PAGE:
Babies poop a lot. They also eat a lot. So it’s really nice to have multiple places in your home to address those needs, especially because walking up and down stairs can be quite uncomfortable—or even not allowed—after a C-section birth. Make a few little diaper-changing caddies (stocked with diapers, wipes and diaper cream) and put one in each of the rooms you spend the most time in. Create mini nursing nooks in a few spots too (a comfy place to sit, a pillow, a book, some snacks, a water bottle).

If you have multiple floors in your home, you may want to set up a comfortable place where you can sleep on the first floor for the first week or so, to minimize using the stairs.

Related: 27 things I wish I’d known before my C-section

7. Find resources

It’s hard to know what you’ll need exactly, but having some local professionals ready to call will save you a lot of stress, should you need them. Ask for recommendations for a postpartum doula, a baby nurse, a lactation consultant and a therapist who specializes in postpartum depression and anxiety. If you never need them, great. But if you do, you’ll be so glad to already have their info on hand.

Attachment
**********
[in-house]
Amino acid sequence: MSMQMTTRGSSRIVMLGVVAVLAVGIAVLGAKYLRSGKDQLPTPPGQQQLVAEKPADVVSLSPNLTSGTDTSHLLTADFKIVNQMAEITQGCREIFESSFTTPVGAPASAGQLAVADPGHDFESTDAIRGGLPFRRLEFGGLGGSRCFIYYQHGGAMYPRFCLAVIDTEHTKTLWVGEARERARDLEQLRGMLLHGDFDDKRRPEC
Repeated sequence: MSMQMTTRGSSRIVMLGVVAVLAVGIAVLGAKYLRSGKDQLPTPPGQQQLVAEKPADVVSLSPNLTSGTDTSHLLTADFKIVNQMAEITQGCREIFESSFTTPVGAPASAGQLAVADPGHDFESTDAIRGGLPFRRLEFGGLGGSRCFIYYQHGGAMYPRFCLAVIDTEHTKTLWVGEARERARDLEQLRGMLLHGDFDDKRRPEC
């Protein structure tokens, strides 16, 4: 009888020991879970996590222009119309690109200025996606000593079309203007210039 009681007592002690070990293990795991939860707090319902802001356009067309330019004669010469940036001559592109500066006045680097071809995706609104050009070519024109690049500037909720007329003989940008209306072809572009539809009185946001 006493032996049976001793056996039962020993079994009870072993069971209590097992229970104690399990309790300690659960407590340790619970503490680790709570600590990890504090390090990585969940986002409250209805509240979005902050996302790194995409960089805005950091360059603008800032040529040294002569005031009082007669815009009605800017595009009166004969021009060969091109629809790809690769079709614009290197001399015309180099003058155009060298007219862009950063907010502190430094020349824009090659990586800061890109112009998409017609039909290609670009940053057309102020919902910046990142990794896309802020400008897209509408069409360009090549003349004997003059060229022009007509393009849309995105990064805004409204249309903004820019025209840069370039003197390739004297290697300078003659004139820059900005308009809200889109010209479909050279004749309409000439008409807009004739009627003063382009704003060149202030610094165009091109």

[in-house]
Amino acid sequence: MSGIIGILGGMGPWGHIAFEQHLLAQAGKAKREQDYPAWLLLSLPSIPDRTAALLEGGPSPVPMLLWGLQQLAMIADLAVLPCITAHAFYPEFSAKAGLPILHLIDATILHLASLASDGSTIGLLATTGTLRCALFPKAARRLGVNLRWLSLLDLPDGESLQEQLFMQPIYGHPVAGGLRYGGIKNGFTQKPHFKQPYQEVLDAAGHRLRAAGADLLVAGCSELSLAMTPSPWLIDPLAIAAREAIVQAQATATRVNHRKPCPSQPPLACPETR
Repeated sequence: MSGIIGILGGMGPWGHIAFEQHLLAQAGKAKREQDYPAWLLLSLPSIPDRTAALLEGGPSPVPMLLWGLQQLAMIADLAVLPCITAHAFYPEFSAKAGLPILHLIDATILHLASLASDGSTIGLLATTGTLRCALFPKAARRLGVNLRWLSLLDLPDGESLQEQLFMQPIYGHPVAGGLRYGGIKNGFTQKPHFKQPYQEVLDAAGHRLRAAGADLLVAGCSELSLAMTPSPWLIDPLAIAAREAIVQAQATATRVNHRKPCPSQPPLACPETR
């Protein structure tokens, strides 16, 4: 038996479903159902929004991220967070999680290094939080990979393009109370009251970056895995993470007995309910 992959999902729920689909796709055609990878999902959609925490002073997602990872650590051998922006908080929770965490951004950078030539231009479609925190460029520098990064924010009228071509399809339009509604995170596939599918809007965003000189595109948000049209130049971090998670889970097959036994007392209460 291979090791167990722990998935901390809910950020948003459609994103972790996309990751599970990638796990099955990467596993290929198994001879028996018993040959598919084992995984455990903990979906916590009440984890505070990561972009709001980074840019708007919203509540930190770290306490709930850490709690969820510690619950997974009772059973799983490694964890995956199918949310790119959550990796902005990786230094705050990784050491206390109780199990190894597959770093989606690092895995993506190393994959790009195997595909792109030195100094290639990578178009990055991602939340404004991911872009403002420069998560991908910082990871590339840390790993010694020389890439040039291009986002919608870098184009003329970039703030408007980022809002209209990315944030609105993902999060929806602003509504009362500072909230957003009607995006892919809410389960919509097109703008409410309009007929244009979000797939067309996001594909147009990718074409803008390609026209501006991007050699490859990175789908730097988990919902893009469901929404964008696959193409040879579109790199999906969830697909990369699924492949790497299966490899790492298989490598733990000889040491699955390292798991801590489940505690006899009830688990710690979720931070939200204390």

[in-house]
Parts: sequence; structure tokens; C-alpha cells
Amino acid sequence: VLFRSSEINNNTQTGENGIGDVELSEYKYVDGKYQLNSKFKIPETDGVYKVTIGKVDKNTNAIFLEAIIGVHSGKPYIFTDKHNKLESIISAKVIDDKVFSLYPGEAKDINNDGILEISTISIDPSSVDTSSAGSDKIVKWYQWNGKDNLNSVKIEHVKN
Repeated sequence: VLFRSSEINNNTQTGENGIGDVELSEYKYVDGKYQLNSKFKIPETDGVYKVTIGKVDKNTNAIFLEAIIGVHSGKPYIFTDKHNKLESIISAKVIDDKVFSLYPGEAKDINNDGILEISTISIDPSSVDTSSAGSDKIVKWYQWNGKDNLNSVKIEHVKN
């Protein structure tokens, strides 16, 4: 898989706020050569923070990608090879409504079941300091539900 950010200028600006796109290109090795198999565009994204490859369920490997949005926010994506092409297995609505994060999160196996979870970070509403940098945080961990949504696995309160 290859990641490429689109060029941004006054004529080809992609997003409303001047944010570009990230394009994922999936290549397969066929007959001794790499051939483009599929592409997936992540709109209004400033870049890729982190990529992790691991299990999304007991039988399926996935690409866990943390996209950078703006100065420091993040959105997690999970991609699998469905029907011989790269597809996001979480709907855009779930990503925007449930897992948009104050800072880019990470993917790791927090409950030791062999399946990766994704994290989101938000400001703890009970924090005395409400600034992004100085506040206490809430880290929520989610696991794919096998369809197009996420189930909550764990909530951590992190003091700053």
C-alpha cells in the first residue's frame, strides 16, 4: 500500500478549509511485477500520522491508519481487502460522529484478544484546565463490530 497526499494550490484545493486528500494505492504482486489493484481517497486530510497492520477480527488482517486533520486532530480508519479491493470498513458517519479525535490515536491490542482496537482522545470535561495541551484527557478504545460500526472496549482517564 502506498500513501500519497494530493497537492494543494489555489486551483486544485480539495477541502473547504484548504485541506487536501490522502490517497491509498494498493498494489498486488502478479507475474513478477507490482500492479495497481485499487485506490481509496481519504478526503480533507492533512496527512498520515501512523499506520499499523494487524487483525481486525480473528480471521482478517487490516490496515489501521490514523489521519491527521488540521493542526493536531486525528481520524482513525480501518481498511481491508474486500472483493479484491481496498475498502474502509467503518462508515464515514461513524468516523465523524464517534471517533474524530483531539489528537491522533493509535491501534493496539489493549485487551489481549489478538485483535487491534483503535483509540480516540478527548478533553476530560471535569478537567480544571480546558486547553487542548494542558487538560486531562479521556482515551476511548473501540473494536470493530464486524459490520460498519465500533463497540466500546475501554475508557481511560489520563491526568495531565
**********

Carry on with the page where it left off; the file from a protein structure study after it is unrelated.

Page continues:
8. Get extra sleep

Birth is a lot of work, and you want to enter it as rested and healthy as possible. Banking sleep now in pregnancy actually can pay off down the line when waking up every 2-3 hours with an infant will become your norm. Doing this can help you to have an easier and faster recovery. So go ahead and take that nap, mama. You deserve it (and you’ll be so glad you did)!

What to do the night before a C-section

If you know you’re scheduled for a C-section, be sure to follow your doctor’s pre-op instructions the night before your surgery, which may involve specific instructions such as showering with a special soap, restricting solid foods 8 hours before the surgery, and avoiding any pubic hair removal, all in the name of reducing infections and complications. You’ll also likely need to remove any jewelry or piercings before the surgery. And try to get a good night’s sleep!


Rupp TL, Wesensten NJ, Bliese PD, Balkin TJ. Banking sleep: realization of benefits during subsequent sleep restriction and recoverySleep. 2009;32(3):311-321. doi:10.1093/sleep/32.3.311

A version of this story was originally published on March 3, 2017. It has been updated.